DR UK welcomes Govt decision not to appeal PIP psychological distress judgement

Thu,18 January 2018
News Benefits

In December 2017, a High Court decision found that PIP mobility component regulation changes, which affected those with psychological distress, were unlawful.

The Government had considered appealing this decision but Secretary of State for Work and Pensions Esther McVey has now confirmed that the DWP will not appeal

Disability Rights UK, who supported this case, welcome the Government's U-turn as it affects an estimated 164,000 claimants with mental health conditions.

You can read reports of the Government's announcement on the BBC and Guardian websites.


From 16 March 2017, new PIP regulations prevented an award of the enhanced PIP mobility rate in cases where someone cannot follow the route of a familiar journey without another person unless it is “for reasons other than psychological distress”.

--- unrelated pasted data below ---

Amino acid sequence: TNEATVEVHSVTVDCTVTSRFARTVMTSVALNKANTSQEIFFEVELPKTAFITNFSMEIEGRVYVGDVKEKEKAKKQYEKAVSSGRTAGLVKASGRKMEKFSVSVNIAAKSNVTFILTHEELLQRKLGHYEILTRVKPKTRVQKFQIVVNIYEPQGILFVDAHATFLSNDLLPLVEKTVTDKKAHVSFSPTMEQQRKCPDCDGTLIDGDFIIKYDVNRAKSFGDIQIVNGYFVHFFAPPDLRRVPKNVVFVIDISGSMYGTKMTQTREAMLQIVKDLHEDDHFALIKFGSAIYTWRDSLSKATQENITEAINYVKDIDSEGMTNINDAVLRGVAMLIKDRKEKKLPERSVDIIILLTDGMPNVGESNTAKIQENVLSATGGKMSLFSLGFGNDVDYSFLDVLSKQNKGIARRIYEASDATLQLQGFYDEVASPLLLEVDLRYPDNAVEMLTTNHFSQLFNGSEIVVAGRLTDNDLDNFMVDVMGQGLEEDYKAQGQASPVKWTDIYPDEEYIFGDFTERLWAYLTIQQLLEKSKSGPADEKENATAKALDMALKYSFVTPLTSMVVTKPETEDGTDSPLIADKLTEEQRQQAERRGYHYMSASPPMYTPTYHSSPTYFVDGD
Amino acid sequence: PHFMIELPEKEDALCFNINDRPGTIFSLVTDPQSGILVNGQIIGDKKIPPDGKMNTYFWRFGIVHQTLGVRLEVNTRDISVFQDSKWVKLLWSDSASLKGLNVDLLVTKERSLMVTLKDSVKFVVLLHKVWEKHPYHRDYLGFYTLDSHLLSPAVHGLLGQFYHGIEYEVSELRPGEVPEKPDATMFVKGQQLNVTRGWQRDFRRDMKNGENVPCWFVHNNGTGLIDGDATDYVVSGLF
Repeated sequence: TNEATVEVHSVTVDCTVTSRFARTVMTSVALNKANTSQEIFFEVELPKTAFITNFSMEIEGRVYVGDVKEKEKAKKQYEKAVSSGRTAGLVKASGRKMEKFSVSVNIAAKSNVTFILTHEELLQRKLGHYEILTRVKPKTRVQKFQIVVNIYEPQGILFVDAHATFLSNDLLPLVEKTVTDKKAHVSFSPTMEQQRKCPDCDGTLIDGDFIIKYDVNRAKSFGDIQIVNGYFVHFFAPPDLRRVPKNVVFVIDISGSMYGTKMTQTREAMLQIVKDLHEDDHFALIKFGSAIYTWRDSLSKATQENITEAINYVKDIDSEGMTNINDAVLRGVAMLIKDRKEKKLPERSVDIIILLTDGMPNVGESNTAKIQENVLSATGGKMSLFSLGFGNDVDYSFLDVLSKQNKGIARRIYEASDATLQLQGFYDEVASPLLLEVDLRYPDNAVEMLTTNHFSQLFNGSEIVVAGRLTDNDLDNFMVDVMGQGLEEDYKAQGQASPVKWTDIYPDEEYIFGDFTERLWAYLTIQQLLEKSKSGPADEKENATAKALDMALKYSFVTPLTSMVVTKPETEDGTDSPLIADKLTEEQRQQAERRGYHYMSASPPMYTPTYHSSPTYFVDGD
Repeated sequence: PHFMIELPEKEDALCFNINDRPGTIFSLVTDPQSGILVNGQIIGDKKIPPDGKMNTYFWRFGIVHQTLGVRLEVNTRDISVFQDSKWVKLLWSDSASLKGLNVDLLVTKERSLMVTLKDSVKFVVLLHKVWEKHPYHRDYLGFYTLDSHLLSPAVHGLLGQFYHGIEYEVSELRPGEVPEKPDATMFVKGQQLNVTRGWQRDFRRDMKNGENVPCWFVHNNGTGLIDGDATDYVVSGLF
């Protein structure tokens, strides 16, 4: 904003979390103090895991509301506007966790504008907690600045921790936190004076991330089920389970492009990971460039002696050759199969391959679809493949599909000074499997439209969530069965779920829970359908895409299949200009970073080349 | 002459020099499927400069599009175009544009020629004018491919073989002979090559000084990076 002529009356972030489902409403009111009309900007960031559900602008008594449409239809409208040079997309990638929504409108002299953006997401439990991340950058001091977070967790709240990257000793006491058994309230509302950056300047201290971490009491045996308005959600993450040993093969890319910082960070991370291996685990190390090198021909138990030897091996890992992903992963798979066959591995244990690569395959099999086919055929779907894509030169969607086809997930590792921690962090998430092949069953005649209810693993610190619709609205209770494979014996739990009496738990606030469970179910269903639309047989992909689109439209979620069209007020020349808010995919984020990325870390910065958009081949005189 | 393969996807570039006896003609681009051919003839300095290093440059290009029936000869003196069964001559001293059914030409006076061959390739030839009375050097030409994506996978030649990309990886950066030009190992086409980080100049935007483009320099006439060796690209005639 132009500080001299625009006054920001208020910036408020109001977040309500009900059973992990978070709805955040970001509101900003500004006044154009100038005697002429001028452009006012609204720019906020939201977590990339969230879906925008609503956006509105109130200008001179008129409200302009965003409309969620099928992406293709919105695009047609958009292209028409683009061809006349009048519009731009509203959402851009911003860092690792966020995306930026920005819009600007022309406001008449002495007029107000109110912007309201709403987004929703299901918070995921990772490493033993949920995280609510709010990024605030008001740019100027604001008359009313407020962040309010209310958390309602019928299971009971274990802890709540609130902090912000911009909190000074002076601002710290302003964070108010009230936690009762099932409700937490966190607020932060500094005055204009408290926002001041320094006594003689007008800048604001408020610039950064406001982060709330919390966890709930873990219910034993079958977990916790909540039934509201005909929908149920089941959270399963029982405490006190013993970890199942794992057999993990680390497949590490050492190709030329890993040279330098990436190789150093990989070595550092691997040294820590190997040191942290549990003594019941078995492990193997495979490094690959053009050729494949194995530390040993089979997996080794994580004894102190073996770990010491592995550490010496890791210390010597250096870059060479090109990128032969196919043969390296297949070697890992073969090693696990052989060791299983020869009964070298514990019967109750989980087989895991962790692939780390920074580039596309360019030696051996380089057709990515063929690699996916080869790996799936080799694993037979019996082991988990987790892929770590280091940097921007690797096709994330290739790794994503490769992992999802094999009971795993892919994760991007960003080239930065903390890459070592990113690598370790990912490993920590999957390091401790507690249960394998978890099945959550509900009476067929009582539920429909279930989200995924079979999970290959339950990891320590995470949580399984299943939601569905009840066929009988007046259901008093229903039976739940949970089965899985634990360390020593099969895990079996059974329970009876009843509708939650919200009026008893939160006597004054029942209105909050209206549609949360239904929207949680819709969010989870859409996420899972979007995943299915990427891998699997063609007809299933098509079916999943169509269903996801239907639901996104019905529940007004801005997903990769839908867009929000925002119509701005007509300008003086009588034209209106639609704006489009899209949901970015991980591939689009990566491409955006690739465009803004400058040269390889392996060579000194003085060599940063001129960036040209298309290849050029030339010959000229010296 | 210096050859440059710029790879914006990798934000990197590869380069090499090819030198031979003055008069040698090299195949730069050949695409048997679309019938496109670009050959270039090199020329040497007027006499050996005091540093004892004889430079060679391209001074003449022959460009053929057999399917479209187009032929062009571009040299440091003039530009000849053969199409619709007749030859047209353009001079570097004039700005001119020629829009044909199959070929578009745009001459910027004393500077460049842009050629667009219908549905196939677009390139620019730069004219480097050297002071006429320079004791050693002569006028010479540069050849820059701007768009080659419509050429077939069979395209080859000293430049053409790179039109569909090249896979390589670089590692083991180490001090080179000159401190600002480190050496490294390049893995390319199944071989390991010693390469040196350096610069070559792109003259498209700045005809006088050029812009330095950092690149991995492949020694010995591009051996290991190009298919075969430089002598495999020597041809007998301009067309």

This meant that those with serious mental health conditions, who are unable to plan or undertake a journey because of overwhelming psychological distress were only entitled to a lower level of support, if any. 

The High Court decision

The Public Law Project’s client, RF, won on all three grounds of her challenge to these changes.

The High Court Judge:

  • quashed the new regulations because they discriminate against those with disabilities in breach of Human Rights Act 1998 obligations
  • declared that the Secretary of State did not have lawful power to make the regulations (i.e. they were ‘ultra vires’) and should have consulted before making them

RF’s claim was supported by The National Autistic Society, Inclusion London, Revolving Doors and Disability Rights UK, Mind and the Equality and Human Rights Commission (EHRC).

Read Public Law Project press release

Read judgment - RF v Secretary of State for Work and Pensions